Also, be aware that the search engines know where your computer is located, whether you’re logged in or not – so “daycares Portland” is going to give very different results if you and your computer are in the Pacific Northwest (Portland, OR) vs. New England (Portland, ME).

For the most accurate results, make sure you’re physically located near where your prospective parents are when you’re doing your test searches.

Click here for your free copy of our exclusive report, 64 Terrific Child Care Marketing Ideas.

The Power of Testimonials


You can talk about how great your child care center is all day long – on your website, in your brochure, and in your other marketing. And that’s certainly something you can and should do.

But you know what’s really effective? What makes people clamor to get their kids into your center rather than any other?

When other people talk about how great your child care center is.

People get all hung up on the logistics of obtaining testimonials, but assuming you’ve got a great program (and I know you do), they’re really not that hard to get. Here are a few ideas:

1. When a parent comes in with a compliment about your center, your teachers, or something else you’re doing a great job with, simply ask if you can write up his or her comment and use it as a testimonial. Or, even better, if the parent is not a shy type, whip out your smartphone and get a video testimonial for your website.

2. When a longtime family is leaving your center because their children have graduated, ask if they wouldn’t mind getting a cup of coffee – your treat, of course – and telling you a bit about why they stayed with you so long, and what they loved best about their children being in your program.

3. Ask for them using a testimonial contest. Tell all your families that you’re looking for testimonials about your center, and that everyone who submits one by a certain date will a) win a prize just for participating and b) be entered into a random drawing for something really cool – at least a $250 value or so. Make it easy for them to participate by creating a simple form they can fill out.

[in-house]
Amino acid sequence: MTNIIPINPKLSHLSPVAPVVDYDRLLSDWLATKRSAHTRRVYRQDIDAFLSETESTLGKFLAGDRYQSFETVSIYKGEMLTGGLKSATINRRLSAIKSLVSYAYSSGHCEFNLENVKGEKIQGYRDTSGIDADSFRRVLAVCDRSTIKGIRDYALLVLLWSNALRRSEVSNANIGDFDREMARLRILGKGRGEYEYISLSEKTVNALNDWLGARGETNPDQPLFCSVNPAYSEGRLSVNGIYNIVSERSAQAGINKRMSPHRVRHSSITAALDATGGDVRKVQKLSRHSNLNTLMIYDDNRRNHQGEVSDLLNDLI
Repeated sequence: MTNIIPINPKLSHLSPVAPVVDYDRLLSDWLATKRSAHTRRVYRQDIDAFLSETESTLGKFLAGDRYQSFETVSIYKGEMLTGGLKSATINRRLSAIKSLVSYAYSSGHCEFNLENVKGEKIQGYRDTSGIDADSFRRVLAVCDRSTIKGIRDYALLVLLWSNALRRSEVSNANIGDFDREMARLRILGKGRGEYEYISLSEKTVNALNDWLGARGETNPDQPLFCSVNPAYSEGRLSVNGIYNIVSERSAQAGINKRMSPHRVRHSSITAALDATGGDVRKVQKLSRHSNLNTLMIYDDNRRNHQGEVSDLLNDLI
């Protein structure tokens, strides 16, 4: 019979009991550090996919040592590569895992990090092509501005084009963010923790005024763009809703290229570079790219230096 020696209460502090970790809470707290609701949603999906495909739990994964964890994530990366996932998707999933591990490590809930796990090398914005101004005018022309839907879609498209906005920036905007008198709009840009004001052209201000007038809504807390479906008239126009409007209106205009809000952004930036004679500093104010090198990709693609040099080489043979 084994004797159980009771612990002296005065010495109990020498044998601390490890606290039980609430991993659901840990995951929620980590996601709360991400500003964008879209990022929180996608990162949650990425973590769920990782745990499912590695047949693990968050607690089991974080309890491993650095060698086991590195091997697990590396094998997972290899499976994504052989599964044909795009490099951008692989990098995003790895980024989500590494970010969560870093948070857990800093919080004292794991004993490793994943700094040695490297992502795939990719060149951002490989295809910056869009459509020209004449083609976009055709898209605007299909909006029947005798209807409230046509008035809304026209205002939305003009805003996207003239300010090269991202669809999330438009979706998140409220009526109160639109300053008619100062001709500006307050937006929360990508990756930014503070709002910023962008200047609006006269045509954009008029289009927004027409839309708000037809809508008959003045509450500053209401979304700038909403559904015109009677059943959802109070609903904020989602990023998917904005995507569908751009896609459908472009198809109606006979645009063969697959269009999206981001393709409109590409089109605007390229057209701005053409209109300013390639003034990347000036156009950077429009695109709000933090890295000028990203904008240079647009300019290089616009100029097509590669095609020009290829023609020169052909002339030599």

Once you’ve got these great testimonials, where should you use them? Everywhere – on your website, in your brochures, in your newsletter, and maybe even on a “Testimonial Wall” at your center. Don’t be shy.

And remember: Testimonials are most effective when they’re specific, heartfelt, and believable. So don’t do too much editing – let your happy families speak for themselves.

Click here to get your copy of our exclusive free report, 6 Easy Ways To Boost Enrollments and Attract the Very Best Staff.

What Do Your Parents Truly Want?

Morning Baby Toothpaste

Back when my now-almost-8-year-old was a toddler with new teeth, we were purchasing a whole lot of “training toothpaste.” (Lorelei was fond of cracking it open and sucking it down like a sports gel when we weren’t looking – fortunately, part of the “training” aspect of this product is fluoride-free and safe if swallowed, though I don’t know if her toothpaste shooters were quite what the manufacturers envisioned.)

One time, the store didn’t have the brand we normally bought, so I picked up a tube of Orajel, Berry Blast flavor. It wasn’t until I got home that I really looked at it.

It was a little strange. The tube featured a cartoon of a bear sitting next to a tray of cupcakes on a picnic blanket. He was wielding a paste-laden toothbrush in front of a small black-and-white cat. It was unclear whether the bear was about to brush his own teeth, or the cat’s, or if he was just extolling the virtues of Orajel Berry Blast generally. It was also unclear why the brush and paste were broken out before the cupcakes were consumed rather than after.

I was willing to overlook all that; cartoons are weird. What really got me was the small notation on the front of the tube: Training Toothpaste PLUS Breath Freshener.